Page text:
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It is well-known that LEDs and transistors should not be connected in parallel as slight differences in resistance can lead to imbalanced current flow. This effect gets even stronger if the devices heat up as their resistance changes with temperature. For organic LEDs (OLEDs), this is a big issue: Every large-area OLED lighting panel can be understood as a parallel connection of numerous individual tiny OLEDs. As a consequence, these devices show inhomogeneous light emission if they heat up. A phenomenon that has been observed by researchers as well as industrial companies in the last couple of years, is a saturation of brightness that occurs even though the total applied current is continuously increased.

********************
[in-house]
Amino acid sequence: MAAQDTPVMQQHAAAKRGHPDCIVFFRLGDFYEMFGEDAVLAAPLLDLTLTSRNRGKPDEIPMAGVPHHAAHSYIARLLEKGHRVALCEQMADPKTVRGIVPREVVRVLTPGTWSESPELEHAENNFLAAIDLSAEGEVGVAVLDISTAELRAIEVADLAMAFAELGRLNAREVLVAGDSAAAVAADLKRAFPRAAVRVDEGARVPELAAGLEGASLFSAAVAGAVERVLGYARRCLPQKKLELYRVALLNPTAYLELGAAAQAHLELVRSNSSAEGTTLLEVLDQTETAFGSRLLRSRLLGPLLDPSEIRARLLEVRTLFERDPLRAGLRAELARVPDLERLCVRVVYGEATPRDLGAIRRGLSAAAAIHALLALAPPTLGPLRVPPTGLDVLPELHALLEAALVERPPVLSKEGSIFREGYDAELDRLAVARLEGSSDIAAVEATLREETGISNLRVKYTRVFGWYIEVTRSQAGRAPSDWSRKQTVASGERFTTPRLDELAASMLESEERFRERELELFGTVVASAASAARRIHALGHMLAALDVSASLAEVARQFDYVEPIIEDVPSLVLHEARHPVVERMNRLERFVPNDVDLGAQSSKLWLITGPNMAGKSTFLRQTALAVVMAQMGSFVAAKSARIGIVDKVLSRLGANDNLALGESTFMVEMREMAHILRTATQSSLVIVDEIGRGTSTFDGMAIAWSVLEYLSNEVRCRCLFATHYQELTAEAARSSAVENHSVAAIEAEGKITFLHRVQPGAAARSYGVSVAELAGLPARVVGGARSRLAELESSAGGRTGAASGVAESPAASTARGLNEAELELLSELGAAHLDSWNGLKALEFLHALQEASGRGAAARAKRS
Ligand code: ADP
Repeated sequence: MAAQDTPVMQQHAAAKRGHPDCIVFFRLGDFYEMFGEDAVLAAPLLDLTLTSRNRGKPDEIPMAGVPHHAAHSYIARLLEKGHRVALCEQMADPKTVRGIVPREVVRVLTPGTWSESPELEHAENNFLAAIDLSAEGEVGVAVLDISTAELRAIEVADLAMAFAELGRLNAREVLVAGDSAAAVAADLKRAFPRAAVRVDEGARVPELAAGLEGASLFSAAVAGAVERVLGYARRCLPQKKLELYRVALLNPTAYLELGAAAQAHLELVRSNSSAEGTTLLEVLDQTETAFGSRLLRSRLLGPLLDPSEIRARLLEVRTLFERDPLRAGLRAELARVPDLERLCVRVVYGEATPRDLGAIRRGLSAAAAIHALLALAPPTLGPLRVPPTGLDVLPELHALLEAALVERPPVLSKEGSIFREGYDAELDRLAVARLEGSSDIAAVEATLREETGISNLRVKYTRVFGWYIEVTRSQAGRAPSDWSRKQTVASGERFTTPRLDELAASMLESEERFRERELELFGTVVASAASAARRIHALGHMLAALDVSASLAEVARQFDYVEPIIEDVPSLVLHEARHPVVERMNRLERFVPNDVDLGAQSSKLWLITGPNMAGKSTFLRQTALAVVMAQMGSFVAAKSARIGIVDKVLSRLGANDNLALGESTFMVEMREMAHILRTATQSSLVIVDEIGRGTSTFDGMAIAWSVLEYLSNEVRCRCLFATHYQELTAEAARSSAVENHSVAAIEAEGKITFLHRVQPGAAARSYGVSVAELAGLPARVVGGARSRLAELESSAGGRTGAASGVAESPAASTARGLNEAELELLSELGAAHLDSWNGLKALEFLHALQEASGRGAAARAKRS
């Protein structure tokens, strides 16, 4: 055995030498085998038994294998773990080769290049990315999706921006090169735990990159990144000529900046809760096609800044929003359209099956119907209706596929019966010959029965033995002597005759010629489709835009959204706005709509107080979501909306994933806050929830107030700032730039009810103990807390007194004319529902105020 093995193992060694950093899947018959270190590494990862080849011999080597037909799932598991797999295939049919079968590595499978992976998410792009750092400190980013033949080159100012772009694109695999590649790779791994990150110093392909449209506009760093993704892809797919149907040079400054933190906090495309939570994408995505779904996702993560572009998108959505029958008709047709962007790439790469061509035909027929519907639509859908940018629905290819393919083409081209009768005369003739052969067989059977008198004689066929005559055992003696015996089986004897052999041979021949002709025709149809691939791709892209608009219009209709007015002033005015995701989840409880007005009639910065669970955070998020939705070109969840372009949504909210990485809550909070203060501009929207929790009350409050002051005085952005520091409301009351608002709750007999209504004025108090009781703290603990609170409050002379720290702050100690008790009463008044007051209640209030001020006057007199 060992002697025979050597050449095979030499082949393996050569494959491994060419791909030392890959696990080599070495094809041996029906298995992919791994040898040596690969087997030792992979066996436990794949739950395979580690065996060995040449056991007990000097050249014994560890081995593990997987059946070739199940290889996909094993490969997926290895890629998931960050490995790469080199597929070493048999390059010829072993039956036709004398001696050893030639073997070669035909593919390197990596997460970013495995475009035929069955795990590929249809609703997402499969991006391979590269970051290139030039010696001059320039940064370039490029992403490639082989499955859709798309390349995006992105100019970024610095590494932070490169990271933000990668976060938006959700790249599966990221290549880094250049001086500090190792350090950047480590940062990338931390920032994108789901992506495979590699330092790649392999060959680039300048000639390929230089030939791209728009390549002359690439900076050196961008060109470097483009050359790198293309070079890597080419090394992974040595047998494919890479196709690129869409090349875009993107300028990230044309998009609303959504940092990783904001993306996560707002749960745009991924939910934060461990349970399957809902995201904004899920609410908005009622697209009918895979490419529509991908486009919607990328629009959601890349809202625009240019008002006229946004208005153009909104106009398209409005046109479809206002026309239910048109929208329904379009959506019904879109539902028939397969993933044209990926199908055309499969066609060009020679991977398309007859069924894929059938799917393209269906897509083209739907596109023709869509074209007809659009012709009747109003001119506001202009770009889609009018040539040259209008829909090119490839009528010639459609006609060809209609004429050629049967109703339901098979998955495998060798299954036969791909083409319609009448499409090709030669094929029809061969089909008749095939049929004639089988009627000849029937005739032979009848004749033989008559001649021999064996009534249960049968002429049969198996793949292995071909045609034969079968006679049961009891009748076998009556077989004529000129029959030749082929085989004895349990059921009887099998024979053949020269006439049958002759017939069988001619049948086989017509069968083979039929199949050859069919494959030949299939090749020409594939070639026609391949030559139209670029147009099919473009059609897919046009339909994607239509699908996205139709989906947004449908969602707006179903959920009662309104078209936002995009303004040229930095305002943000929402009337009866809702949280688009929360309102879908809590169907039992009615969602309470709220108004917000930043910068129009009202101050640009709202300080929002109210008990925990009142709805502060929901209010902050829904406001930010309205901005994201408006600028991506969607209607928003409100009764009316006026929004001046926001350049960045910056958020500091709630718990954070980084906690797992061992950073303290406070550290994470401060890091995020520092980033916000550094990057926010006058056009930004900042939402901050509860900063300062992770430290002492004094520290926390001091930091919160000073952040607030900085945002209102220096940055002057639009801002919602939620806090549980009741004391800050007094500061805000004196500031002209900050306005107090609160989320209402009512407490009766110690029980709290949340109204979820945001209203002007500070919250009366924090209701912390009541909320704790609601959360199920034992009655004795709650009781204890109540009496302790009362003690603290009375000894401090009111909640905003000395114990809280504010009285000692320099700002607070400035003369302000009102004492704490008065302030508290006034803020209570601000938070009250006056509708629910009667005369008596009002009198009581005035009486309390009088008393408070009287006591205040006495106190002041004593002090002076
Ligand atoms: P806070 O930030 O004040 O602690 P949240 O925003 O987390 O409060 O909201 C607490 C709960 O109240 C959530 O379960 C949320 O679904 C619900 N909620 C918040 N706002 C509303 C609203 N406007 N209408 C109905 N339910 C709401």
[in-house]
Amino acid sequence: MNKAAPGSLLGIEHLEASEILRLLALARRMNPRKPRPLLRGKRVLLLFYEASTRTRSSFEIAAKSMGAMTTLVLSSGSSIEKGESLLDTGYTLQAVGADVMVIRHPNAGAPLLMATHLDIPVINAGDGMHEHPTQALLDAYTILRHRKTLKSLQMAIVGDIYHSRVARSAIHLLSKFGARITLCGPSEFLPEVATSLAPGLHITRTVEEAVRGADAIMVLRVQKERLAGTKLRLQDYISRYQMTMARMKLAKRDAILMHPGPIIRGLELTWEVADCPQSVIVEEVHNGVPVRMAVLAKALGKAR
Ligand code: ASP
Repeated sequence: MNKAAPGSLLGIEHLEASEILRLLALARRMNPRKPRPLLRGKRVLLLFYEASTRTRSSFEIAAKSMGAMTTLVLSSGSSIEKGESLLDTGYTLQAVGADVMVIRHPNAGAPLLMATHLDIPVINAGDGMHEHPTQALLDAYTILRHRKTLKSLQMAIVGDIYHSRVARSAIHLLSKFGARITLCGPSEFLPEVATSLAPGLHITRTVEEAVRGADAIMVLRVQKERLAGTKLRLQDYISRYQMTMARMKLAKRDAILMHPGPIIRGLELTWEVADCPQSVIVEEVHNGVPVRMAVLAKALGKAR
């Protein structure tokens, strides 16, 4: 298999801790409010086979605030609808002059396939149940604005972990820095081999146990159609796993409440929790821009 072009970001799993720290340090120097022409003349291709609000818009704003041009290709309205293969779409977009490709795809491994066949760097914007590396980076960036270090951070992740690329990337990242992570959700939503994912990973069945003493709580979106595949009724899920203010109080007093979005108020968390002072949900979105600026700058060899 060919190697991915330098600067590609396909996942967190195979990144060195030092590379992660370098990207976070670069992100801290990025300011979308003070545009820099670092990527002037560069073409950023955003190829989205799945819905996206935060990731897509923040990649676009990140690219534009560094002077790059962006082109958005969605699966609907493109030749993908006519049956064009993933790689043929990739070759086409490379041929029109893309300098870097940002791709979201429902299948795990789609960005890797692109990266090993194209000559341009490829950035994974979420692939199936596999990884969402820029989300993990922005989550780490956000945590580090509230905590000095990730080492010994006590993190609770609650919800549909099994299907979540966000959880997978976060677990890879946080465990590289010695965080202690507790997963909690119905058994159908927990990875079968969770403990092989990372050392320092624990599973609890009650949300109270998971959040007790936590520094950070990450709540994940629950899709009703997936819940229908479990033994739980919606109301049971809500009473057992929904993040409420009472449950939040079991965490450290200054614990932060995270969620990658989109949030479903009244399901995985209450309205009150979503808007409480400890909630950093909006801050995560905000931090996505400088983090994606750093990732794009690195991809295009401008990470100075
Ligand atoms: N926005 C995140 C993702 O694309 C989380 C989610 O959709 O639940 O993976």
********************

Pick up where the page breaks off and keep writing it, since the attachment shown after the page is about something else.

Now a team of researchers from TU Dresden and the Weierstrass Institute Berlin experimentally prove that OLEDs do not only saturate, they even show regions that are switched-back in brightness: Suddenly the OLED gets darker in a certain area although the total applied current is increased—clearly a counter-intuitive result. This so-called "switched-back" effect is directly related to the presence of a strong nonlinear electrothermal feedback in OLEDs that takes place upon heating up and which in turn induces negative differential resistance that makes the device prone to unstable operation.
Results - Impact - Stability - Applications - Brightness
The results have a strong impact on understanding long-term stability in applications with high brightness e.g. as they are found in the automotive sector. Here, OLEDs are now under consideration to replace LED technology for tail lights, signal lights, and brake lights due to their new design possibilities. One problem OLEDs are still facing is sudden-death phenomena. They are rarely described in literature due to their unpredictable and seemingly random occurrence. However, it is likely that the now proven switched-back regions are strongly related to such sudden-death phenomena. A better understanding of the OLED as a complex electrothermal system...
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